Jews and Israelis, or passengers carrying any non-Islamic article of faith, will not
be able to fly Delta Air Lines flights from the U.S. to Saudi Arabia under Delta's
new partnership with Saudi Arabian Airlines.
Saudi Arabia, which is governed by strict Islamic law, requires citizens of almost
every country to obtain a visa. People who wish to enter the country must have a
sponsor; women, who must be dressed according to Saudi standards of modesty,
must be met at the Saudi airport by a man who will act as a chaperone.
Saudi Arabia bans anyone with an Israeli stamp in their passport from entering the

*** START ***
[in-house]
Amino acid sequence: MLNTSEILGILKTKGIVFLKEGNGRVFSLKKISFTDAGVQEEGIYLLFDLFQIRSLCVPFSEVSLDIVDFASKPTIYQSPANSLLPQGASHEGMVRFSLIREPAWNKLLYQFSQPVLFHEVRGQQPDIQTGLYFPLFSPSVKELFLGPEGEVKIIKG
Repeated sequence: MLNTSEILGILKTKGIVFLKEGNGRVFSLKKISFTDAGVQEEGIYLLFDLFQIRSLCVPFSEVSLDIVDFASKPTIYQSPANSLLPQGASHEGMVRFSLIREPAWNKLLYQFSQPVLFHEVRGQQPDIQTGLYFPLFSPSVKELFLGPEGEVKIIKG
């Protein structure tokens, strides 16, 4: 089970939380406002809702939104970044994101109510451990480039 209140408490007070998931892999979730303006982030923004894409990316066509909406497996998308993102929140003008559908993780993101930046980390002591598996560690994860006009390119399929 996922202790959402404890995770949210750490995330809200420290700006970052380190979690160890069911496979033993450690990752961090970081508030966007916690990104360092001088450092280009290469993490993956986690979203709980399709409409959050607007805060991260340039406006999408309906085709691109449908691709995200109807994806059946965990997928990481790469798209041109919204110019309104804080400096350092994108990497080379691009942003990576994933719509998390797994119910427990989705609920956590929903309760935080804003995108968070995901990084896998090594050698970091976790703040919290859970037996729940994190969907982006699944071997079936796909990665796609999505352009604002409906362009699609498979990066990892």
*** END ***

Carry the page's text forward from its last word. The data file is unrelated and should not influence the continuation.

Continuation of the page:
country, even in transit. Many Jews believe the kingdom has also withheld visas
from travelers with Jewish-sounding names.
Religious items such as Bibles that are not related to Islam may be confiscated at
In a statement to Religion News Service on Thursday, Delta said it "does not
discriminate, nor do we condone discrimination against any protected class of
passenger in regards to age, race, nationality, religion, or gender."
The airline, which did not deny the new policy, insisted that it has no control over
who may fly to Saudi Arabia.
"Delta must also comply with all applicable laws in every country it serves," adding
that passengers are responsible for obtaining the necessary travel documents
required for entry.
The article also suggests that some in the U.S. are considering legal action against Delta.
Assuming Delta's new policy is legal, is it reasonable?